When you have a yard, your dog can play around anytime, which is convenient for you and for them. They don’t need to wait for you to come home so they can go outside, and you don’t need to walk them into dog parks everyday especially if you’re already running late.
Also, your dog can get more biological fulfilment, like satisfying their instincts to sniff around. Having a yard allows dogs to spend time outside in the fresh air and sunshine, which is important for their physical and mental health.
Perfect for big or small dogs with lots of energy
With yards, your dog has lots of space to run, play, and explore.
Yards are also perfect for shy dogs.
Shy dogs usually dislike going for walks because they could encounter strange situations, such as people and other dogs. Therefore, having a yard means your dog has their own space where they can feel confident and secure.
They can play without leashes
Unlike at the dog park with leash laws, your dog can experience real freedom in your own yard. They can lie down or zoom around without being disturbed by or disturbing other dogs.
They’ll get used to other dogs barking
Yards instil confidence. Your dog will get used to other dogs walking or barking outside. They can listen or even smell the others safely in your yard. Instead of barking and getting stressed about it, they’ll get used to it and eventually tolerate or even dismiss it, knowing that those dogs can’t harm them.
This helps when you’re out in public too, and they won’t be so scared of other dogs barking.
They can eat raw food without you worrying about the cleanup
If you have a yard, your dog can enjoy both sunbathing and unrestricted chewing without leaving a mess on your floors. Of course, you do want to make sure that your yard is always clean and clear to avoid growing or attracting bacteria or parasites in the soil.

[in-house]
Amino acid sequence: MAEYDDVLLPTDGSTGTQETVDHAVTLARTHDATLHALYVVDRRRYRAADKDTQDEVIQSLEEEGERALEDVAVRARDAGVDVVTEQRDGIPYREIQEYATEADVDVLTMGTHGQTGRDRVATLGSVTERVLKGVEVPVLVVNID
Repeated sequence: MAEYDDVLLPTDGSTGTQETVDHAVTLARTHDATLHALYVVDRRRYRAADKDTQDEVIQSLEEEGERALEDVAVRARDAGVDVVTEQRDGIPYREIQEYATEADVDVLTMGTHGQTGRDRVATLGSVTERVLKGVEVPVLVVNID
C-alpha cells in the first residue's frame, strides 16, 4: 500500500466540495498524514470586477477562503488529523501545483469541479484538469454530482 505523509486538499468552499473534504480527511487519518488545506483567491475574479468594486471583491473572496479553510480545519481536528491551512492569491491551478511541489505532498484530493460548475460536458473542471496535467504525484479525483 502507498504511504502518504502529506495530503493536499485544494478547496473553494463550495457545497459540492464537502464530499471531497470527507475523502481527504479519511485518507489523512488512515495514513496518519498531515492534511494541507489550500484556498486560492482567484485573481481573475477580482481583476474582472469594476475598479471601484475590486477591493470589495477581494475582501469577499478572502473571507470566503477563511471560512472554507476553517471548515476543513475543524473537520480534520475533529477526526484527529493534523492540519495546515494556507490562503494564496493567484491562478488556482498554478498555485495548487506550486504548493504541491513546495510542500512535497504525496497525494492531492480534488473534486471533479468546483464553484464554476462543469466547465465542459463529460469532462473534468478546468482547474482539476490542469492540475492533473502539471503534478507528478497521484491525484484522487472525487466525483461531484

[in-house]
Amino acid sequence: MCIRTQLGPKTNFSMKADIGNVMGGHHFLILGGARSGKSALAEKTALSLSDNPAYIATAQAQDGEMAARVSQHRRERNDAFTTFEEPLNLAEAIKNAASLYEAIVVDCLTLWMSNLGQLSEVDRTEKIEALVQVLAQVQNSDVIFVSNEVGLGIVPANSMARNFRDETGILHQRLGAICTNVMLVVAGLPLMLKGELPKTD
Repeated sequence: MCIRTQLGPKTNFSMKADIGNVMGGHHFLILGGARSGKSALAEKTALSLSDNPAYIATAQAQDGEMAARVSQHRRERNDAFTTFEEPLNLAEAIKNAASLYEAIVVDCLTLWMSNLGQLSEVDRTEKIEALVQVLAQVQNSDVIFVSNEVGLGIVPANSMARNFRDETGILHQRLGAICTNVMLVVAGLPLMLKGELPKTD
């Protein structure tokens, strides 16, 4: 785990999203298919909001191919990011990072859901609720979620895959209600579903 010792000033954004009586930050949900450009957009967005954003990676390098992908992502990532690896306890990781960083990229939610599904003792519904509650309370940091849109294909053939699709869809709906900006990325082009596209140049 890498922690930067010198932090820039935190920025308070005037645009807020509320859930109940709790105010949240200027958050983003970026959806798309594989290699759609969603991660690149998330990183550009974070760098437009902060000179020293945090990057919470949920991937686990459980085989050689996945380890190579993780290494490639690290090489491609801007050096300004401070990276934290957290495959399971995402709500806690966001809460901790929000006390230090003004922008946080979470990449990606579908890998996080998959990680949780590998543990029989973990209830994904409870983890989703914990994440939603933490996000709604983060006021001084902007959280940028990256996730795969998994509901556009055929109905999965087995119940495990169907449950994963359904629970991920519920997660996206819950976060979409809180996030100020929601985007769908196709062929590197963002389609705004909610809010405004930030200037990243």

Yards could be expensive
Having a backyard for your dog is an often-overlooked expense. Buying a house with a big yard will cost you a lot more than renting or buying an apartment.
This is something to consider when you decide what kind of pet to get. Large dogs need a bigger yard since they are naturally high energy.
They might replace the proper exercise your dog needs
Allowing your dog outside might give the impression that you are giving them the exercise they require. Though yard time is an addition to your dog’s activities, make sure that the majority of their exercise and happiness are not solely from your yard.
Prioritise playing in different settings, going out in public, and forming deep connections with each other.
Some neighbourhoods don’t allow fenced-in yards
Many dog owners don't have dog yards because their neighbourhoods don't allow it. There are strict standards in certain communities, and not all fences are appealing. Therefore, even if they wanted to, some families might not be able to have a fence.
However, you can opt for an invisible electric fence, as they also provide benefits for your dog when used properly.
You can miss behaviour problems or dangerous mistakes since they’re out of your sight
Even if your dog has shown you that they can be trusted in your yard by themselves, you still need to keep an eye on how they usually behave outside.
If they start to develop sudden behavioural changes, such as barking back at the neighbour dogs or having trouble settling down, reassess how often they’re outside unattended.
Dogs allowed outside also get into a lot of mischief. Dogs get stung by bees, for example, or end up destroying plants.
You also need to make sure your yard’s plants are not toxic to dogs.
Many dog owners find it difficult to be a full-time dog parent when they’re working 9 to 5. And sometimes, it would be cruel to leave your dog home alone all day long without any sort of entertainment or interaction.
In this situation, doggy daycare serves as the ideal solution.